There are several highly contested claims as to who originally invented the Automatic Teller Machine. One version is that the ATM machine was invented by Luther George Simijan, a US inventor with many patents, back in 1939. The mechanical (not electronic) cash-dispensing machine was opened by the City Bank of New York. However, Simijan, the inventor, soon remarked, “The only people using the machines were a small number of prostitutes and gamblers who didn’t want to deal with tellers face to face.”
It was removed 6 months later for lack of customer approval. John Shepher-Barron, a Scottish inventor, reportedly was in the bathtub when he had his “eureka!” moment, coming up with the idea of a vending machine that dispenses money, not chocolate bars. He pitched the idea to the British bank Barclays and they adopted it by 1967. The machine used PIN codes but not magnetic stripes – it relied on a radioactive isotope carbon to initiate a withdrawal!
ATMs have different names in different countries. In Australia and Canada they’re called “bank machines” or “money machines”, in New Zealand they’re called “Cash Points”, “Hole-in-the-walls” in the United Kingdom, and “Bancomats” in Europe.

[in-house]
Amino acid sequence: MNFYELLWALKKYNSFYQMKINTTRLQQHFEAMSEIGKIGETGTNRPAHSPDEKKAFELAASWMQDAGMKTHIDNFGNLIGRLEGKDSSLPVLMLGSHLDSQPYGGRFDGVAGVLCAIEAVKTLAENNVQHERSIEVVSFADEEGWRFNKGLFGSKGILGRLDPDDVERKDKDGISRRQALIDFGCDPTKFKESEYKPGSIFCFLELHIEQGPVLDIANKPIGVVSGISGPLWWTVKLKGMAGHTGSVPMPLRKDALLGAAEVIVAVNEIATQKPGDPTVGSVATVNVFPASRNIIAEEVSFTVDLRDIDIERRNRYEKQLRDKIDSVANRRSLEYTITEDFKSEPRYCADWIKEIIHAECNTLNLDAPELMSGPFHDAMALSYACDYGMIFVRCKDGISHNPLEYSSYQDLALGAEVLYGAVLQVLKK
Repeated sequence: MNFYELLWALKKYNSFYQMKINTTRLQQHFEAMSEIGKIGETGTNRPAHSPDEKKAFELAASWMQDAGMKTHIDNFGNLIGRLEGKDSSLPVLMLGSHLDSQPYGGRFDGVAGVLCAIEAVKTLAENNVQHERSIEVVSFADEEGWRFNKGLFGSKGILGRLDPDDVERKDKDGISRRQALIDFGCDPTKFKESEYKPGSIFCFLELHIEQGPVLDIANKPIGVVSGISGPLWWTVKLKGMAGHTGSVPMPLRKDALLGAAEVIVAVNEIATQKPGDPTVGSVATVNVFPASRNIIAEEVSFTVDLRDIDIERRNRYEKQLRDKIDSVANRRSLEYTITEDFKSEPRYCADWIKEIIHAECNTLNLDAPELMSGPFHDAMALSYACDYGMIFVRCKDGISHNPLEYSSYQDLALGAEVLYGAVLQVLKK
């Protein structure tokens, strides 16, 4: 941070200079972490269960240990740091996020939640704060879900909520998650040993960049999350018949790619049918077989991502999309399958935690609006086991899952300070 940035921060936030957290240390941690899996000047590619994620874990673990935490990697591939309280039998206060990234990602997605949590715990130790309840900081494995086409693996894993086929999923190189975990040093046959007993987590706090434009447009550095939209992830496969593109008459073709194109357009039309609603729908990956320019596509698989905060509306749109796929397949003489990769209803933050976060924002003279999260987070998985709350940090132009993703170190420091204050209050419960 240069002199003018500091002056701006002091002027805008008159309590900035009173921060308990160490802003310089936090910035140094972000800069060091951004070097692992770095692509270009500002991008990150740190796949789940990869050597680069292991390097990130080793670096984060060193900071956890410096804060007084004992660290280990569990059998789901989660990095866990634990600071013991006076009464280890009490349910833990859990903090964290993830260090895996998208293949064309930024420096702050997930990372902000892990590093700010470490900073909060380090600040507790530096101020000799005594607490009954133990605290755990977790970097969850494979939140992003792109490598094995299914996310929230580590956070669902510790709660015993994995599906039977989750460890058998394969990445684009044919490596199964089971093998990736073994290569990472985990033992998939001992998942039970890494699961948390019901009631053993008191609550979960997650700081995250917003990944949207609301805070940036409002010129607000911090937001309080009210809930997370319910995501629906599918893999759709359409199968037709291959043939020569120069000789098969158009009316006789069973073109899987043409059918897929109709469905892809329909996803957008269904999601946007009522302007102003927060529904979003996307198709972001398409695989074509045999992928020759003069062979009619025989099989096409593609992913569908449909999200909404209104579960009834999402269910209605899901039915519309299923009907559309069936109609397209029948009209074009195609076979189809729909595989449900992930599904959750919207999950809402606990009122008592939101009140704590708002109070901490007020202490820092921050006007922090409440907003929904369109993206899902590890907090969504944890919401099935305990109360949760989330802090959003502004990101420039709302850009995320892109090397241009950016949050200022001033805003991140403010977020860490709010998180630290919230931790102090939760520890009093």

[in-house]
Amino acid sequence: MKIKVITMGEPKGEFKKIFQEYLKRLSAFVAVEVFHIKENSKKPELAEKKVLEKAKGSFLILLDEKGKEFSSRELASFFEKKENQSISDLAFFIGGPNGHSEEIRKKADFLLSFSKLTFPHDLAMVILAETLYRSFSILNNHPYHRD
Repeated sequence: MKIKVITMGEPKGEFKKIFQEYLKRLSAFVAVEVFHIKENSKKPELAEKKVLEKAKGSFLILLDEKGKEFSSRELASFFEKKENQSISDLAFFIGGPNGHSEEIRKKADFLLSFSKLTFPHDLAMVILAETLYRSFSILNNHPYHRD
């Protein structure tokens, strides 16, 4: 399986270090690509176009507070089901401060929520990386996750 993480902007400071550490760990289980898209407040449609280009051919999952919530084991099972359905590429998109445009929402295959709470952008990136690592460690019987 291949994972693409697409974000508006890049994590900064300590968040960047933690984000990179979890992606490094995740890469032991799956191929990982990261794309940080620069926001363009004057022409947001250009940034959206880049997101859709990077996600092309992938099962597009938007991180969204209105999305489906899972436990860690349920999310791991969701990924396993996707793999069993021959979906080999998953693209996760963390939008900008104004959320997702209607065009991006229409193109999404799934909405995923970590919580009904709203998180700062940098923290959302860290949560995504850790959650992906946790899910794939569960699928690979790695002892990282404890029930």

The banking conglomerate Wells Fargo installed two automatic teller machines at McMurdo Station, the largest science hub in Antarctica.
Former Fed Chairman Alan Greenspan has a poorly veiled tic in his right eyebrow. Investors measured how high he raised it while talking, saying it was a better indicator of whether interest rates were going up.
The Knights Templar in the XII century began generating letters of credit for pilgrims journeying to the Holy Land: pilgrims deposited their valuables with a local Templar preceptory before embarking, received a document indicating the value of their deposit, then used that document upon arrival in the Holy Land to retrieve their funds. This innovative arrangement was an early form of travellers cheques.
A scientific study conducted in 2009 concluded that somewhere between 90-94% of all U.S. bills in circulation carry traces of cocaine on them. This is largely due to the practices of drug traffickers who move large amounts of cash with the drug all over their hands, and the fact that the bills are often rolled up into straws and used to snort the drug.